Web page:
Wow, Mr. Merling. Took you 23 paragraphs to tell us something we already
know.People abuse faith and religion to accumulate wealth and power.
Better yet. There are scammers and suckers born every minute.What is
ironic to me is that the ones running the scam are more often than not the ones
preaching morals and values. And the ones being scammed? Well, when
you can't have a single thought of your own, it's pretty hard to tell
whether or not someone is telling you lies.
First: ""You give a gift, we basically take it offshore — and
we've been doing this for nine years, nobody's ever lost a dime
— and we multiply it back through the body of Christ.”The language fraudsters use is often a giveaway. The remarks above are
gobbledygook. The con man was hoping people would focus on the religious
reference and not the fact what he was saying made no sense. Second:
Small acts of charity that get a lot of publicity are often cover for
fraudsters. In a profile of Jeremy Johnson in the New York Times over the
weekend, his supporters made much of low-value grants he gave to Utahans,
ignoring he is alleged to have defrauded people of $400 million.
Johnson's two-week 'charity' visit to Haiti was also likely
'cover.'Third: Is the state government of Utah really a
good place to go for advice on avoiding fraud? The relationship between its
leadership and con men in Utah is currently quite high profile. And, note
Johnson used shell corporations to get around checking the background of iWorks
When it comes to organized religion the title of this article says it all.
It's not just investor fraud that is perpetrated on the faithful.
Here is what you should know in Utah: When your bishop, or former bishop, or
high councilman, or Elder's quorum president who seems to be rolling in the
dough comes to you with an opportunity to invest in an inside deal in a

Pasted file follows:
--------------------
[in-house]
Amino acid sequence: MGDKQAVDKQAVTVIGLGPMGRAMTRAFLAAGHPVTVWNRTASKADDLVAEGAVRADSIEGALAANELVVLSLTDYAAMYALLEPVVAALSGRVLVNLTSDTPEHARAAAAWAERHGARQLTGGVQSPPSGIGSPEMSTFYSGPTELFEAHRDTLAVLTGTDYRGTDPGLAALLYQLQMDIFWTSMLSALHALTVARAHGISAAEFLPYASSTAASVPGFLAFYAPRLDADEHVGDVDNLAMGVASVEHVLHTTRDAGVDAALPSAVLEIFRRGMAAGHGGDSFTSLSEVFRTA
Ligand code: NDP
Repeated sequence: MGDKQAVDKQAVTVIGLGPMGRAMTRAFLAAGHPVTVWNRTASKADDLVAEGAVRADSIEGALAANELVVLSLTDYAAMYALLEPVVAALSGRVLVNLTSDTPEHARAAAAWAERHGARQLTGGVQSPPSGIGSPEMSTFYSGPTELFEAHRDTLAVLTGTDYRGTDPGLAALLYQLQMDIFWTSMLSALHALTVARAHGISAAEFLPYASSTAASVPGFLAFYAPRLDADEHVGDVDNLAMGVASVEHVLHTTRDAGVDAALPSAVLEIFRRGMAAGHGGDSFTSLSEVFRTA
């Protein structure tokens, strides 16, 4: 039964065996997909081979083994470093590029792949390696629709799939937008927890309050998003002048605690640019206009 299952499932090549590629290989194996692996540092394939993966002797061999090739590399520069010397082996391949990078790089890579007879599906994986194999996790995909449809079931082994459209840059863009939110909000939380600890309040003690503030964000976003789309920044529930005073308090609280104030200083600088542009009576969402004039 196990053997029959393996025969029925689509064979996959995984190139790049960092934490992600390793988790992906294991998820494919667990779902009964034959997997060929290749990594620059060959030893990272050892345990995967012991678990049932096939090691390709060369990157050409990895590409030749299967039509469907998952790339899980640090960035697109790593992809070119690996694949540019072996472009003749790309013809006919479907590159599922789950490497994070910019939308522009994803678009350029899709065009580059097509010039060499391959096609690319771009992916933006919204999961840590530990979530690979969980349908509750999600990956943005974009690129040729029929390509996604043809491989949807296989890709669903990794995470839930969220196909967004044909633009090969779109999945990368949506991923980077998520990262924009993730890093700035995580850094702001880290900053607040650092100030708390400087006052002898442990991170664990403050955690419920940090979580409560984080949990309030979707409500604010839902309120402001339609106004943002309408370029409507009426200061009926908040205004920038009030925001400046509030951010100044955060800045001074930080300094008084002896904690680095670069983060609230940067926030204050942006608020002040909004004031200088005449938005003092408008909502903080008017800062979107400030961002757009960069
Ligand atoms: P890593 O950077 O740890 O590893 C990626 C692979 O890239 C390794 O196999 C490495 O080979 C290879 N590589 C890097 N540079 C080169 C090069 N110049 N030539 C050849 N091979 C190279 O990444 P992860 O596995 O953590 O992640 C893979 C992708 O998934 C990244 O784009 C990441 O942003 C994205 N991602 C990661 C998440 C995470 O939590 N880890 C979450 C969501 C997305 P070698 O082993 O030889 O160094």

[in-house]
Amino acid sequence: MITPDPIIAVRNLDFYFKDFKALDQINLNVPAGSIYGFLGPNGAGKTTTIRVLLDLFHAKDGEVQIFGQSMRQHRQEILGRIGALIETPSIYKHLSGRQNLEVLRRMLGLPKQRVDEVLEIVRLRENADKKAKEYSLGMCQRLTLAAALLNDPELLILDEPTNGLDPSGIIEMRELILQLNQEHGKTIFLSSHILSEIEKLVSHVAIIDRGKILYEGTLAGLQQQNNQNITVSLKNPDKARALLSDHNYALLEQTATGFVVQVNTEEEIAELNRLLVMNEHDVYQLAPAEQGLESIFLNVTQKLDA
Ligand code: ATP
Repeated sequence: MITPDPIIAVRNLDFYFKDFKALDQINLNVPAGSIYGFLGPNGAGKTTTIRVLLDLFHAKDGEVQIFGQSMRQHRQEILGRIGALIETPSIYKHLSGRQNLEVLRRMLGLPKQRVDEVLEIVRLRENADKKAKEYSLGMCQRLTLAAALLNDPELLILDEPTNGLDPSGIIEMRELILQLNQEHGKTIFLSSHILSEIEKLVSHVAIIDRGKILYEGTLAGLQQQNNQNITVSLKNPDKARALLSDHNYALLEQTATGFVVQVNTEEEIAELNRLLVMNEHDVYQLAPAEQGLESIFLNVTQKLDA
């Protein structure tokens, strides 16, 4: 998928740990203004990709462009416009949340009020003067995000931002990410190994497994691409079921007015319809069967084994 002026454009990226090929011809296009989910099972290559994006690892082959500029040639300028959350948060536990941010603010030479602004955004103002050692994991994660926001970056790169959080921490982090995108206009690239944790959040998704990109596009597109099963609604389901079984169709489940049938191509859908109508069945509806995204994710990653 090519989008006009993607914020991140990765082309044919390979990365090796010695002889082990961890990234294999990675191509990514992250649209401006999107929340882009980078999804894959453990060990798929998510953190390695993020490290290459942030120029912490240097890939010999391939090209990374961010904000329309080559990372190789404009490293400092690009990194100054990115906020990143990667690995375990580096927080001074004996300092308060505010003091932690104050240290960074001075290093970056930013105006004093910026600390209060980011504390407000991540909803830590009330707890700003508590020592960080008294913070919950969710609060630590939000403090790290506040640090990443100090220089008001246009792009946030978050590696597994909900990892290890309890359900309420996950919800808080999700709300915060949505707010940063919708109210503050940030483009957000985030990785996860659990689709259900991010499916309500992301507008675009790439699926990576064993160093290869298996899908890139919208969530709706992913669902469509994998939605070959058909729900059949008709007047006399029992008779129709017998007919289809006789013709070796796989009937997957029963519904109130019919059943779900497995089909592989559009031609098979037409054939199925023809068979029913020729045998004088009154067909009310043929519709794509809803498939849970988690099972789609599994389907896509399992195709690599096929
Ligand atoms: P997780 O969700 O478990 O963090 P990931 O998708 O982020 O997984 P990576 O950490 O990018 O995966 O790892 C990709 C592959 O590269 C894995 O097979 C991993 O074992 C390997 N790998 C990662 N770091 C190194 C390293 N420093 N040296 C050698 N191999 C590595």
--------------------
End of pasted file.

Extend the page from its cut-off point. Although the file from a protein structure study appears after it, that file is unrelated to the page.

can't miss venture, the first thing you should do (after you tell him
you're not interested) is call the police. Seriously. Call the police and
make a report. The D-News doesn't need to tell stories about Ponzi schemes
in other states among other faiths. Unfortunately, the LDS Church has more than
its share of wolves in sheep's clothing who feed on the flock and our
crooks can compete with the best of them. Realy. Call the police. Unfortunately,
these scammers usually do not get caught until everyone's money is spent to
support the lavish life style of the fraudster. The Cons rely on the fact that
they can lull their victims into inaction with more promises because the marks
do not want to admit that they were taken and their money is gone. Fraudsters
count on this gullibility and denial as an integral part of their schemes.
Why does it happen here so much? People gullible enough to believe tall tales of
religion are gullible enough to believe the lies of their leaders selling snake
All of you making derogatory comments about the LDS church really should find a
better forum than the church owned newspaper. If you don't like what you
read then go read the tribune. It will tell you what you want to hear. I hear
all this talk about tolerance and how intolerant the church is then I get called